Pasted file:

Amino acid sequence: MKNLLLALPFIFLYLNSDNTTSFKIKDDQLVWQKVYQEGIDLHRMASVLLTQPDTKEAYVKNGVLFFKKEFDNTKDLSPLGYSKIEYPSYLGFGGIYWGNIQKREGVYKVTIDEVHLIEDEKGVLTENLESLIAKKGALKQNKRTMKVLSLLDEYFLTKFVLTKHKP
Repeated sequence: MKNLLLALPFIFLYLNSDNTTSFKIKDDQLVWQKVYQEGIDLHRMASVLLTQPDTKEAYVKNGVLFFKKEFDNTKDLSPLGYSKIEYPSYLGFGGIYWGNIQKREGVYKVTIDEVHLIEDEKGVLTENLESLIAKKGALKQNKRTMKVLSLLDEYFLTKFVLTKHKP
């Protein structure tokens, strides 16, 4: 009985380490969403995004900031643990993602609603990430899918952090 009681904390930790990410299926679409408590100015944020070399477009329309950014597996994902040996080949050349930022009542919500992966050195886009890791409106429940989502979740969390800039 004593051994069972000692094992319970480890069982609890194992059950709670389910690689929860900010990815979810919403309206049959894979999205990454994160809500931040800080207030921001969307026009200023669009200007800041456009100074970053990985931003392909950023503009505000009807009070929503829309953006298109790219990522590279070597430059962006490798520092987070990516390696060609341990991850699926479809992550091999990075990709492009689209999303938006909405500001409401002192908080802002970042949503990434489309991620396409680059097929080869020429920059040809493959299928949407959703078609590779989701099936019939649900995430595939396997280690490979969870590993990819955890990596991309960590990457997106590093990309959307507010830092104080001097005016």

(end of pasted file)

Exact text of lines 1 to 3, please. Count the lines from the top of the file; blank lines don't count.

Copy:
Amino acid sequence: MKNLLLALPFIFLYLNSDNTTSFKIKDDQLVWQKVYQEGIDLHRMASVLLTQPDTKEAYVKNGVLFFKKEFDNTKDLSPLGYSKIEYPSYLGFGGIYWGNIQKREGVYKVTIDEVHLIEDEKGVLTENLESLIAKKGALKQNKRTMKVLSLLDEYFLTKFVLTKHKP
Repeated sequence: MKNLLLALPFIFLYLNSDNTTSFKIKDDQLVWQKVYQEGIDLHRMASVLLTQPDTKEAYVKNGVLFFKKEFDNTKDLSPLGYSKIEYPSYLGFGGIYWGNIQKREGVYKVTIDEVHLIEDEKGVLTENLESLIAKKGALKQNKRTMKVLSLLDEYFLTKFVLTKHKP
């Protein structure tokens, strides 16, 4: 009985380490969403995004900031643990993602609603990430899918952090 009681904390930790990410299926679409408590100015944020070399477009329309950014597996994902040996080949050349930022009542919500992966050195886009890791409106429940989502979740969390800039 004593051994069972000692094992319970480890069982609890194992059950709670389910690689929860900010990815979810919403309206049959894979999205990454994160809500931040800080207030921001969307026009200023669009200007800041456009100074970053990985931003392909950023503009505000009807009070929503829309953006298109790219990522590279070597430059962006490798520092987070990516390696060609341990991850699926479809992550091999990075990709492009689209999303938006909405500001409401002192908080802002970042949503990434489309991620396409680059097929080869020429920059040809493959299928949407959703078609590779989701099936019939649900995430595939396997280690490979969870590993990819955890990596991309960590990457997106590093990309959307507010830092104080001097005016």